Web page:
Have a question about Ohio State recruiting? This is the place for you, five days a week. Submit your questions on Twitter or on the Lettermen Row forums. Check in daily to see what’s on the mind of Buckeyes fans all over the country. Today’s question is about how recruiting is impacted when Ohio State freshmen don’t see the field.
Ohio State Recruiting Question of the Day
So, the weekend got weird, didn’t it?
Though we’re just two days removed from Ohio State’s embarrassing loss to Purdue on Saturday and still full of questions about it, it’s time to move forward. Yes, fans can impact recruiting and the biggest way that can be done is by showing up for the next home game at noon and cheering louder than ever before.
Anyway, let’s just get straight to today’s Recruiting Question of the Day. It’s an interesting question because it has a multifaceted answer, I think.
Buckeyes' heralded class of freshmen have not seen the field much and have had very little impact this season. do you believe this is hurting us on the 2019 recruiting trail?
— Steve Bruss (@sbruss81) October 21, 2018
First of all, sure, recruits are watching to see if freshmen are playing at the schools they’re considering. Most of the players being recruited by the Buckeyes are the cream of the crop nationally, and those guys want to play when they get on campus.
Ohio State is one of the most prolific recruiting programs in the country and the way Urban Meyer and his coaches have sparingly used true freshmen hasn’t slowed them down — yet.
However, when you see a defense struggling the way the Buckeyes are right now and there are former 5-star prospects like Josh Proctor and Tyreke Johnson waiting for a chance to play, it’s fair to wonder exactly how they’re so far behind the guys that are playing. If a highly-touted freshman like Teradja Mitchell isn’t getting used anywhere but special teams, do high school seniors start to question how they’d be used in Columbus?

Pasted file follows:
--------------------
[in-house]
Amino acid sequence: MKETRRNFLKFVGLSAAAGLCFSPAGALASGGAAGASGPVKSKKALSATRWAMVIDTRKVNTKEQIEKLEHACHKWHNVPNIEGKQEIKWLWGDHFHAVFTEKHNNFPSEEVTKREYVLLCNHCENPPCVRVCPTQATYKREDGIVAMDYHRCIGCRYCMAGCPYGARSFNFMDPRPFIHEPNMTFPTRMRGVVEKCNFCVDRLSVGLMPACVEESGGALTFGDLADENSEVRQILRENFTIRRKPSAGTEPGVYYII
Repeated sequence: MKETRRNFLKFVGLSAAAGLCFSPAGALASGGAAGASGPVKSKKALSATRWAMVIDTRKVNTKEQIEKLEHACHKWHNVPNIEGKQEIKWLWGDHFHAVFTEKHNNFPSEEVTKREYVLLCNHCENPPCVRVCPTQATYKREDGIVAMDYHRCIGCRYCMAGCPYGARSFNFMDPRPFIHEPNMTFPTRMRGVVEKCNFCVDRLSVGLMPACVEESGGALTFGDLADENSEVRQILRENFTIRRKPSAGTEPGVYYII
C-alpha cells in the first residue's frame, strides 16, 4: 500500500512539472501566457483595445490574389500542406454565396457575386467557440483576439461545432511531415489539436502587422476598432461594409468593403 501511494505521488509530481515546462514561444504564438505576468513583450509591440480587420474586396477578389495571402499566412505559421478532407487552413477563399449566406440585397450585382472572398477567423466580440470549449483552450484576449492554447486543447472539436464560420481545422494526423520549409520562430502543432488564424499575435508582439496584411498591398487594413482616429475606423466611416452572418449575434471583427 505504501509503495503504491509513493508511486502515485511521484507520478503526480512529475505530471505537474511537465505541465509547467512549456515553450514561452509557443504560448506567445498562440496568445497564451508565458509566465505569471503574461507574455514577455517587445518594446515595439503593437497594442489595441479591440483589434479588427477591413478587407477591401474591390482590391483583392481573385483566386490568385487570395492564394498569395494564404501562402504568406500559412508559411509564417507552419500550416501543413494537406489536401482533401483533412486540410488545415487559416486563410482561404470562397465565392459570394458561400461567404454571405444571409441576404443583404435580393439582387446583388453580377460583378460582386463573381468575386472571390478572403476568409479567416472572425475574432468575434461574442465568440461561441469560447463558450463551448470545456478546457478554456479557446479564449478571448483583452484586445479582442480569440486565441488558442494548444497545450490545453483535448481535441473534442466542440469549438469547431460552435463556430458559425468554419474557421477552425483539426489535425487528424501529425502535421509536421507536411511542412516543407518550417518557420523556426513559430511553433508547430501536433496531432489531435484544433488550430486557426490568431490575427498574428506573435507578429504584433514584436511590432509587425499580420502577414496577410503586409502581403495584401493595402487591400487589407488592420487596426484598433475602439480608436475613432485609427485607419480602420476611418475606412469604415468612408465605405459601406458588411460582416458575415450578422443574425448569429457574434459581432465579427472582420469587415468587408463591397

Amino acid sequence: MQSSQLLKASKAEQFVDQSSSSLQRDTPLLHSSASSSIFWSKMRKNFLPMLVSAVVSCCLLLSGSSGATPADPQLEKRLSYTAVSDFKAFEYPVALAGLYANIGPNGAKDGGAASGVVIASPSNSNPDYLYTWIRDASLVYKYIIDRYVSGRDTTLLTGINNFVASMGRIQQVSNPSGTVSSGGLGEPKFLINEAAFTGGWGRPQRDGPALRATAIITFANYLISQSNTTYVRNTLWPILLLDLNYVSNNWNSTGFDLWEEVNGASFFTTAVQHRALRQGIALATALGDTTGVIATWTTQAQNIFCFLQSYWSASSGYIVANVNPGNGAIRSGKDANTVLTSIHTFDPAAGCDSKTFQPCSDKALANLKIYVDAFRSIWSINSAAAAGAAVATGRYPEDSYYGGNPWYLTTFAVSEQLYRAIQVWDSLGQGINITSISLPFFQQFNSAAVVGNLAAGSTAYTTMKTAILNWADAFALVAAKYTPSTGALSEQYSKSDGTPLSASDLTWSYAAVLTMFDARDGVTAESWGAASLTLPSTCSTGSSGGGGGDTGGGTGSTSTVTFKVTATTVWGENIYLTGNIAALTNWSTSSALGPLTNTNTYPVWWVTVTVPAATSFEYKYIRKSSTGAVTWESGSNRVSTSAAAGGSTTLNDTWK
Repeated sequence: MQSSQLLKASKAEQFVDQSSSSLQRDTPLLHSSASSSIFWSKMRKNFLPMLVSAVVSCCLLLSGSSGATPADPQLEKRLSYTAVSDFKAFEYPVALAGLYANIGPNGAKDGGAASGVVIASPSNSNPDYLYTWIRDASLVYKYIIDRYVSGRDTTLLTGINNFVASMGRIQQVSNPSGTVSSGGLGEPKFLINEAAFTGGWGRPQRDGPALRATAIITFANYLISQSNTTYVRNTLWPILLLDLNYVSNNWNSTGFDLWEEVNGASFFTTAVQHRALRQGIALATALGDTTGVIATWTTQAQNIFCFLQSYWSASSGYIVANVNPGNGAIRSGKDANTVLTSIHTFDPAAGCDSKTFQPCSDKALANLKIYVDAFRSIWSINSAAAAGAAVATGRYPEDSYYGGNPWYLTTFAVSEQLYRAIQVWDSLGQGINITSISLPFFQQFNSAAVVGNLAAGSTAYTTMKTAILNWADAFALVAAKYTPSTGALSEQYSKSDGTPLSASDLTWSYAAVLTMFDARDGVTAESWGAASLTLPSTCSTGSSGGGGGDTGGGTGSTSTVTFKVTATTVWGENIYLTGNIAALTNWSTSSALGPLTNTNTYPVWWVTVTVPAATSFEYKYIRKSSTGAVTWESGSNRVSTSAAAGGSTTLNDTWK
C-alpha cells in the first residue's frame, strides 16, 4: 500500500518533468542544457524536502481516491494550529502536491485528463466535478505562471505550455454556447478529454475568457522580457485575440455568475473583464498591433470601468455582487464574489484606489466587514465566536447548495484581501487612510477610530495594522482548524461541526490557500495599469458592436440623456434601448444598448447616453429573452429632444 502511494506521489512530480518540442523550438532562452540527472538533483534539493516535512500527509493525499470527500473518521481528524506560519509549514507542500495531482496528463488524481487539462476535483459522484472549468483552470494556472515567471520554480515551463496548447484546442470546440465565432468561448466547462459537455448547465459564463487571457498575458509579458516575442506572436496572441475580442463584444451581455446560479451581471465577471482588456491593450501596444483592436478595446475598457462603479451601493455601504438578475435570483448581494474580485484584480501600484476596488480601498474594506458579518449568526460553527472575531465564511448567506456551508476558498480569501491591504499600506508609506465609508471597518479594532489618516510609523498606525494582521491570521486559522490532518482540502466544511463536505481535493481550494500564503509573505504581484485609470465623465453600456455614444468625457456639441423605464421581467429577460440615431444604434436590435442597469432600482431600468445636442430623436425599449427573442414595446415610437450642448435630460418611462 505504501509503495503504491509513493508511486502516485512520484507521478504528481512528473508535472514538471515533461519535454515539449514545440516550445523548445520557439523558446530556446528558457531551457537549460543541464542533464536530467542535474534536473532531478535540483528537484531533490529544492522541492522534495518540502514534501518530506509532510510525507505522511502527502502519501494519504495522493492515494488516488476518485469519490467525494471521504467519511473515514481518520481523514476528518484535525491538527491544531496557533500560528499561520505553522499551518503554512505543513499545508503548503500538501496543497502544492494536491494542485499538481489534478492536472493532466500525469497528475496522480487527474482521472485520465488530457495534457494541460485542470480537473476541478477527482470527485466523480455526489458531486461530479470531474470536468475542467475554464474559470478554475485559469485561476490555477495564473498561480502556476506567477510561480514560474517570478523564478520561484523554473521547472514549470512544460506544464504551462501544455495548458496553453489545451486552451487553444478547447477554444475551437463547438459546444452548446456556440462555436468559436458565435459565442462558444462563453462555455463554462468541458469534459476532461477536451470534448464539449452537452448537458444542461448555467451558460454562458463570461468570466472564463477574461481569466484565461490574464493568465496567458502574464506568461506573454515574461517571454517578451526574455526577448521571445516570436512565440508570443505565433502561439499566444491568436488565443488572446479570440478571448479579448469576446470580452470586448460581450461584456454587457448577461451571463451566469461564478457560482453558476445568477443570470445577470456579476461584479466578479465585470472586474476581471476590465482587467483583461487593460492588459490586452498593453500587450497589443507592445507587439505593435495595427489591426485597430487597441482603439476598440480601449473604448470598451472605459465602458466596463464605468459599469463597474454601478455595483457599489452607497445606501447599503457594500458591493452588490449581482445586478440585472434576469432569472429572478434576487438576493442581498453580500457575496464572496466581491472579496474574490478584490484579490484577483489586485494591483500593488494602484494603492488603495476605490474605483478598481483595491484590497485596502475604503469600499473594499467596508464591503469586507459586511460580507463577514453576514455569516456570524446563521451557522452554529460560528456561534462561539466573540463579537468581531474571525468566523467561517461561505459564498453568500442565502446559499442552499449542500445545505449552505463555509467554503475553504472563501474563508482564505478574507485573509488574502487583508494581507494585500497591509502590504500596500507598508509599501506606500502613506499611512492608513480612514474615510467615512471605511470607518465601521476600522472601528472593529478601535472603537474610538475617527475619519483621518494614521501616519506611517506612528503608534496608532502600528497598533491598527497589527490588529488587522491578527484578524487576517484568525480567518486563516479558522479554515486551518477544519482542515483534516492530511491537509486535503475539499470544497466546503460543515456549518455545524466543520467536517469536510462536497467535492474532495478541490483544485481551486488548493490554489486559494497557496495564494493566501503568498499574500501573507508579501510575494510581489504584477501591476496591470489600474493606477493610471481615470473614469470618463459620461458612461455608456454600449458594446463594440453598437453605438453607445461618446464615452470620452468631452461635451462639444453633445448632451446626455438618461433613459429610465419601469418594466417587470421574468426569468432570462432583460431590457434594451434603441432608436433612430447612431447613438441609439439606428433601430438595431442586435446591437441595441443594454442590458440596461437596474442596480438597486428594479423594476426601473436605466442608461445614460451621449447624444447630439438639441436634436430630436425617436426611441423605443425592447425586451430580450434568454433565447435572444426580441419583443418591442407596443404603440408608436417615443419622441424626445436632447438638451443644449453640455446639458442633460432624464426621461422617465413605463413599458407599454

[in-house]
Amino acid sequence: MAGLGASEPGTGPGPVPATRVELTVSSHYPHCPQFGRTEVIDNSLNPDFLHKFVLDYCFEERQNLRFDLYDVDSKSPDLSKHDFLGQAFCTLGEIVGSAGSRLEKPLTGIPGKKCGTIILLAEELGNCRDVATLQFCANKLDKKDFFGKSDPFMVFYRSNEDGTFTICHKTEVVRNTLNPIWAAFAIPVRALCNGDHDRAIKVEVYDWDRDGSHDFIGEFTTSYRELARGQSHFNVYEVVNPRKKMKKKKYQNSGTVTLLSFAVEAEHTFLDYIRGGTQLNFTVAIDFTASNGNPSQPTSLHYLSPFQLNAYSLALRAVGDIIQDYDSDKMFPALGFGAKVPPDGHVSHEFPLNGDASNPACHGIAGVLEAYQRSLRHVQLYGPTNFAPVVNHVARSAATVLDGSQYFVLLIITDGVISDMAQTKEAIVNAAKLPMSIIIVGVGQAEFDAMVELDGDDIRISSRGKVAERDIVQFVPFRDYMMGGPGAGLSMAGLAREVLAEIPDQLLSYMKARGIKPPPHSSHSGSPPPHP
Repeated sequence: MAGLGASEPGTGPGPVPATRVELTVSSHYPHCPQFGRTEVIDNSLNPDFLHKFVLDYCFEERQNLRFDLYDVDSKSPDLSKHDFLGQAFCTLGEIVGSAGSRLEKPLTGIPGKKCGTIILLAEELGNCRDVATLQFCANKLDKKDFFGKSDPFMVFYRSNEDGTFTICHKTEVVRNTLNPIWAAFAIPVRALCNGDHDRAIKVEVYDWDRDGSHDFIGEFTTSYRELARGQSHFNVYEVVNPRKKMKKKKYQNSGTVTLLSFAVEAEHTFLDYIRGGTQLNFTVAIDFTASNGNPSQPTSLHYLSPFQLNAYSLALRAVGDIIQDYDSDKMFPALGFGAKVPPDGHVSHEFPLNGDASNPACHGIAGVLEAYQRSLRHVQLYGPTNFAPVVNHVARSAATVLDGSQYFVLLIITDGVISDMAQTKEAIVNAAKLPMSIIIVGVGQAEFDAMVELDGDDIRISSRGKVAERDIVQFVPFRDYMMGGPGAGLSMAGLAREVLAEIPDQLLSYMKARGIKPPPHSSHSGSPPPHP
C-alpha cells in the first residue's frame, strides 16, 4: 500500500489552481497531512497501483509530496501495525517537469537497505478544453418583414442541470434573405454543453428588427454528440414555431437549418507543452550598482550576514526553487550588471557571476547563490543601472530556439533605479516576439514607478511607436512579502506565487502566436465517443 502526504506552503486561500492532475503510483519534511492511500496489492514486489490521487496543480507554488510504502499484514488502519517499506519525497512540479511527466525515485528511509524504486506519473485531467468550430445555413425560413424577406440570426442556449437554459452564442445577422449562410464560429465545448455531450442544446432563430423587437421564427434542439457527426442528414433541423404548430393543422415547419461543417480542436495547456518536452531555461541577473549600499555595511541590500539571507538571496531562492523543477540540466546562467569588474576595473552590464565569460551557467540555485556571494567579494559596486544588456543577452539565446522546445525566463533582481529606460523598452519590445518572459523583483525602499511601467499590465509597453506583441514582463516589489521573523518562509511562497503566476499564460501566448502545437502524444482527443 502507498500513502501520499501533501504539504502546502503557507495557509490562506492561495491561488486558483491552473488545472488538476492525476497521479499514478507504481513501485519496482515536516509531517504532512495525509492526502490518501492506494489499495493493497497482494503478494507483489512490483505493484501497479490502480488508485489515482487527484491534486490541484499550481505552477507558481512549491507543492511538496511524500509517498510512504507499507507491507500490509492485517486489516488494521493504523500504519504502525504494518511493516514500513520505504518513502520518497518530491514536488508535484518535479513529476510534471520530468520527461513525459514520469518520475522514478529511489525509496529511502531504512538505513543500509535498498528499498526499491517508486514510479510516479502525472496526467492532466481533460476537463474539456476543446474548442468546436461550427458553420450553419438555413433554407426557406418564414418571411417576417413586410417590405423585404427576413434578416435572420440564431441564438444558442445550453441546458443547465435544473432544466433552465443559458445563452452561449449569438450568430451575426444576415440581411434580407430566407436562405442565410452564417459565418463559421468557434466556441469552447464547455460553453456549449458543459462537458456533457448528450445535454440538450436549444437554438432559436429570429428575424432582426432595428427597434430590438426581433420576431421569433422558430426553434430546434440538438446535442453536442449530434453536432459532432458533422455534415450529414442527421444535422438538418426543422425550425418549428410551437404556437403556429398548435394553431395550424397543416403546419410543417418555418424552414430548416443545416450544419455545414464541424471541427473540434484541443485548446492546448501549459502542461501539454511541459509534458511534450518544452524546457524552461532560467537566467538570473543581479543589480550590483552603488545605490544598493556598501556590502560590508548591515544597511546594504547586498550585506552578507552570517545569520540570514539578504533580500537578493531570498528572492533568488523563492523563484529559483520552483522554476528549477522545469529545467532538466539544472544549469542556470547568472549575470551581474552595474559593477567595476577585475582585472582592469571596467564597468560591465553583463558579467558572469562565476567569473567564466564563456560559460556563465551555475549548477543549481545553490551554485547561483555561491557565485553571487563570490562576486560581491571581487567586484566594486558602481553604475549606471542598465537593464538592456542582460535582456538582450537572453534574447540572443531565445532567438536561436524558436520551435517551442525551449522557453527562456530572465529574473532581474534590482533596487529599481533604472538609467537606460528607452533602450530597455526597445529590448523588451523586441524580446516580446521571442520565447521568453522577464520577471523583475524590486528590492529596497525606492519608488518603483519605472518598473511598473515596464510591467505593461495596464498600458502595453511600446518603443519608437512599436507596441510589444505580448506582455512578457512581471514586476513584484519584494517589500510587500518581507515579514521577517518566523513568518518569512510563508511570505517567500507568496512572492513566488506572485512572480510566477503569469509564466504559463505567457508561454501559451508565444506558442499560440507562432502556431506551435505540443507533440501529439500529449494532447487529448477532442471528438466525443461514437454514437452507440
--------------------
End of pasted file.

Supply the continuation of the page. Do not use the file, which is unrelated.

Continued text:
Sure, some do. Some just think they would be the exception and believe if they were in college, they’d play more. The thing is, when recruiting the caliber of player that Ohio State does, it’s usually a very confident, very capable player. Plus, the Buckeyes are playing these kids a lot on special teams, giving them a chance to get acclimated at the college level and to prove their fit within the program.
J.K. Dobbins was a full-time starter as a true freshman. Nick Bosa was basically one, as well. There are other examples out there that showcase the willingness to play true freshman a ton if they’re a truly special player, but the Ohio State method is working right now and getting a lot of guys to the NFL with far less wear and tear on their bodies. That’s the selling point, right?
“Come to Ohio State, learn the program, play special teams for a year, then develop into an NFL prospect as you rotate into the lineup as a sophomore and leave after your junior year.”
As the business of college sports changes, more kids around the country are getting savvy to how they can use the schools and not vice versa. I think more kids are going to be appreciative of the chance to still get tons of NFL exposure without needing to risk big-time physical damage from three straight years of getting beaten up. At least that’s what I would be telling these kids if I was the one recruiting them.
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Birm is Lettermen Row's Director of Recruiting and the site's primary Ohio State sports photographer. A Toledo, Ohio native, Jeremy has been in similar roles for elevenwarriors.com and Landof10.com and has been covering the Buckeyes for seven years.